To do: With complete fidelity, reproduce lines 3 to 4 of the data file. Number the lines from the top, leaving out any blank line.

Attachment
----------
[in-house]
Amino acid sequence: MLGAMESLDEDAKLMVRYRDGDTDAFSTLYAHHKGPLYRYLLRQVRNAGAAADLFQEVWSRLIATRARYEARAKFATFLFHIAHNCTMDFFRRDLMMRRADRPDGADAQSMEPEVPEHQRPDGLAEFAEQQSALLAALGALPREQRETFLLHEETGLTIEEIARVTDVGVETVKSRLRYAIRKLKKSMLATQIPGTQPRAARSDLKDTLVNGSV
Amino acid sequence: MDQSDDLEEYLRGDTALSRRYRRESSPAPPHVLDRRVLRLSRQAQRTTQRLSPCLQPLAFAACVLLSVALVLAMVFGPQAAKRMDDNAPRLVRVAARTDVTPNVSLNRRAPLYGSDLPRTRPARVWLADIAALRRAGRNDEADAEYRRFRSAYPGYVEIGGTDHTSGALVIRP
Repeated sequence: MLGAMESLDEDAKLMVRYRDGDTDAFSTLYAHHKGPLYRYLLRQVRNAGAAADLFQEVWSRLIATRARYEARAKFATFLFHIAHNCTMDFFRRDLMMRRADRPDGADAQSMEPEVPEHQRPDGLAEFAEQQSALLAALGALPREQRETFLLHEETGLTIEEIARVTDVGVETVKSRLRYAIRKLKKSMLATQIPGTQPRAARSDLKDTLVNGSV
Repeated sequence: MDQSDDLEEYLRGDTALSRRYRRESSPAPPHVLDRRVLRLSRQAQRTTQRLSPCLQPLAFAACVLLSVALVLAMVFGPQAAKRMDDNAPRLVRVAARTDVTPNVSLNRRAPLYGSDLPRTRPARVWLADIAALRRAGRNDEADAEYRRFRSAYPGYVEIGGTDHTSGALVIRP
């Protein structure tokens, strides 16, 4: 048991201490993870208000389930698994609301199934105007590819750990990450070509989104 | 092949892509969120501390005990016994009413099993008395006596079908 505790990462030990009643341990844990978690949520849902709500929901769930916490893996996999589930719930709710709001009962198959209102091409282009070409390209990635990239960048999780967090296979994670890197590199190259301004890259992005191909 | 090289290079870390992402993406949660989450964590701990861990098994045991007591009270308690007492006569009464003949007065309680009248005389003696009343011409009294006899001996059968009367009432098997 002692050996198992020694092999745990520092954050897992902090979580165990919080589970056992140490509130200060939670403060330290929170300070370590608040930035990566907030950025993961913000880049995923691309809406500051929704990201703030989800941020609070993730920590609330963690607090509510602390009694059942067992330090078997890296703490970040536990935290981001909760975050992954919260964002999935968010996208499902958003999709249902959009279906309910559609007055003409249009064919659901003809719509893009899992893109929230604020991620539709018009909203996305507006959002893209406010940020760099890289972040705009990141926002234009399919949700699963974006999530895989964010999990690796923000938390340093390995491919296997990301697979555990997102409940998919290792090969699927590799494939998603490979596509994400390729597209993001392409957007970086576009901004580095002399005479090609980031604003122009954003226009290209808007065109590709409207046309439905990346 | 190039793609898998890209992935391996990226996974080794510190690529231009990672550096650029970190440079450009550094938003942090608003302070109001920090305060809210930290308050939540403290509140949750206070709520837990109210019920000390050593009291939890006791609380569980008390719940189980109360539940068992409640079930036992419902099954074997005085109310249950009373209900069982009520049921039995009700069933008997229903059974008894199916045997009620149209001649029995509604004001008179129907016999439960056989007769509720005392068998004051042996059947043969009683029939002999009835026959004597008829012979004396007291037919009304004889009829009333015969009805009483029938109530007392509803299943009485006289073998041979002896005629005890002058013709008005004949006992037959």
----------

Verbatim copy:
Amino acid sequence: MDQSDDLEEYLRGDTALSRRYRRESSPAPPHVLDRRVLRLSRQAQRTTQRLSPCLQPLAFAACVLLSVALVLAMVFGPQAAKRMDDNAPRLVRVAARTDVTPNVSLNRRAPLYGSDLPRTRPARVWLADIAALRRAGRNDEADAEYRRFRSAYPGYVEIGGTDHTSGALVIRP
Repeated sequence: MLGAMESLDEDAKLMVRYRDGDTDAFSTLYAHHKGPLYRYLLRQVRNAGAAADLFQEVWSRLIATRARYEARAKFATFLFHIAHNCTMDFFRRDLMMRRADRPDGADAQSMEPEVPEHQRPDGLAEFAEQQSALLAALGALPREQRETFLLHEETGLTIEEIARVTDVGVETVKSRLRYAIRKLKKSMLATQIPGTQPRAARSDLKDTLVNGSV